Meghan Pinson, founder of My Two Cents Editing, outlined a comprehensive plan for taking a novel from the first draft to a finished manuscript at the Guild’s Feb. 3 meeting in a talk entitled “Novel Revision 101: DIY and Collaborative Revision.”
“It’s fine to write a terrible first draft...lots of people do that and turn it into a beautiful novel by the tenth or fifteenth draft,” she said. But the first step is to finish your first draft. “And don’t show it to people before you’re really finished.”
Then, she advised, let it sit for at least a month or two so you can forget how the story came out of your head. You want it to feel like someone else wrote it so you’ll be objective when you begin to edit.
ResearchWhenever you’re not actually writing or revising, she suggested that you:
- Research characters, settings, or occupations
- Investigate target markets
- Make a list of books on the shelf where your book would appear
- Make a list of authors/titles/books that inspired you to write this one
- Create a reading list of books with similar elements to yours (e.g. set in Montana), then study how description, point of view, etc., is used in those
- Pull every book on writing craft that looks good to you in the bookstore or library , then skim them to find your favorites. Most books on craft tend to deliver the same advice from different angles, so find the ones that speak your language.
Some of Meghan’s favorites include:
- James Scott Bell, Plot and Structure; How to Write Dazzling Dialogue
- Donald Maass, Writing the Breakout Novel
- Robert McKee, STORY
- Raymond Obstfeld, Novelist’s Essential Guide to Crafting Scenes
- Linda Seger, Creating Unforgettable Characters
“When you begin revision, read your draft all the way through in as few settings as possible, making scant notes,” Meghan said. “See if you can figure out where it gets boring, and determine what’s going on there.” When you’ve done as many revisions as you can, then you’re ready to seek outside advice.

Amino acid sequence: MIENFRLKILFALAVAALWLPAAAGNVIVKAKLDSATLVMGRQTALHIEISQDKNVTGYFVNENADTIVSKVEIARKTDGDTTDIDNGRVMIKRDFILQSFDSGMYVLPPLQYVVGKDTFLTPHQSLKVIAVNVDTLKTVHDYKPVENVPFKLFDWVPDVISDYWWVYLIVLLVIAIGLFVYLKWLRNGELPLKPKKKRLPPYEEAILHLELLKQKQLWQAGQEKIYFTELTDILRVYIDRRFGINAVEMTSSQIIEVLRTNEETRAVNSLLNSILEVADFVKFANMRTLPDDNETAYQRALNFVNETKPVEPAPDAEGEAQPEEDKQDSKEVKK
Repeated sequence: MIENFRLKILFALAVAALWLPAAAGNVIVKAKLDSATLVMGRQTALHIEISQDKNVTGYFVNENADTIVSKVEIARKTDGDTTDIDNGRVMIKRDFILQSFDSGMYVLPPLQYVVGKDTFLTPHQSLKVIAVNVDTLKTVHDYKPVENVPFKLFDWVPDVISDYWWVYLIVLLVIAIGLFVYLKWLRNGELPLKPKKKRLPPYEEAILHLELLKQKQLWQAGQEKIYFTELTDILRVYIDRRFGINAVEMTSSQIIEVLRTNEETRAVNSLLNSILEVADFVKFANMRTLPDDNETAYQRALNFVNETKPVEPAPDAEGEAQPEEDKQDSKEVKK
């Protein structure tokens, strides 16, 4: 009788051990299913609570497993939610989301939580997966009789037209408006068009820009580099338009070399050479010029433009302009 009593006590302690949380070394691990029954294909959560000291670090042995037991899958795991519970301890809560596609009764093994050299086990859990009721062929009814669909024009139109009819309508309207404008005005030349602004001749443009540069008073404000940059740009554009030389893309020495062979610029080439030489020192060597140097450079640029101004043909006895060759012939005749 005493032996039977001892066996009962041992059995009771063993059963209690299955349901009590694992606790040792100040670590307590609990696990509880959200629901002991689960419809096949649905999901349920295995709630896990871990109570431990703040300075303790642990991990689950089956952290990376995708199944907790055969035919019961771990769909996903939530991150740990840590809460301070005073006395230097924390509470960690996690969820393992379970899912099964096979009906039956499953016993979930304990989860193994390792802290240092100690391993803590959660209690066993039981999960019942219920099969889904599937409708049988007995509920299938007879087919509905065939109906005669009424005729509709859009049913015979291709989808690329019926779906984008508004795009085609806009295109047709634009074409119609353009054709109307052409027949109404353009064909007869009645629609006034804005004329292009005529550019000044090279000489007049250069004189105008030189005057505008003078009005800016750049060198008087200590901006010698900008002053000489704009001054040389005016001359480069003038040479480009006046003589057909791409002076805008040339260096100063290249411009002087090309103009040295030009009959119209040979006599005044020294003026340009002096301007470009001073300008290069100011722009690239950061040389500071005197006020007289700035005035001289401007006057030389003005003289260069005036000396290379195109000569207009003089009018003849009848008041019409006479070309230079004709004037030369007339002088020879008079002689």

“You cannot fix everything, and no one person can ever find everything,” she said. “This is where critique groups, beta readers, and professional editors are helpful. When you’re ready for external feedback from other writers and readers, the easiest route is the most expensive one, and the toughest one is the most time intensive. In the middle are beta readers.”
Meghan says the best beta readers read widely in your genre and are drawn to your book organically. “Leave your relationships out of your writing process” by finding betas on Twitter, Goodreads, and Facebook. You can seek betas at any point in the process and ask them to do anything from catching plot holes to finding the last typos. This is a great chance to lasso early reviews before publication, too.
Give prospective betas a brief book description, the word or page count, and your cover (if you have it), and ask for honest feedback on your unpublished novel. Ask whether they prefer copies, Word docs, or ebooks; you can use Calibre to prepare a rough, free ebook. “Give them a timeline, then double it,” Meghan said. “If you want comments back within a month, tell them they’re due in two weeks.”
One interesting thing to find out is where beta readers stopped reading. “It’s very useful to know, although it hurts. It will be way down the line from where an agent would stop reading because betas feel a sense of obligation.”
You should provide a set of questions to guide your betas’ responses. “Hopefully, you will get three to six readers, at least,” Meghan said. “If you hear the same thing from more than one reader, that’s useful information; if just one reader comments that something doesn’t make sense but no one else says that, maybe let it go.”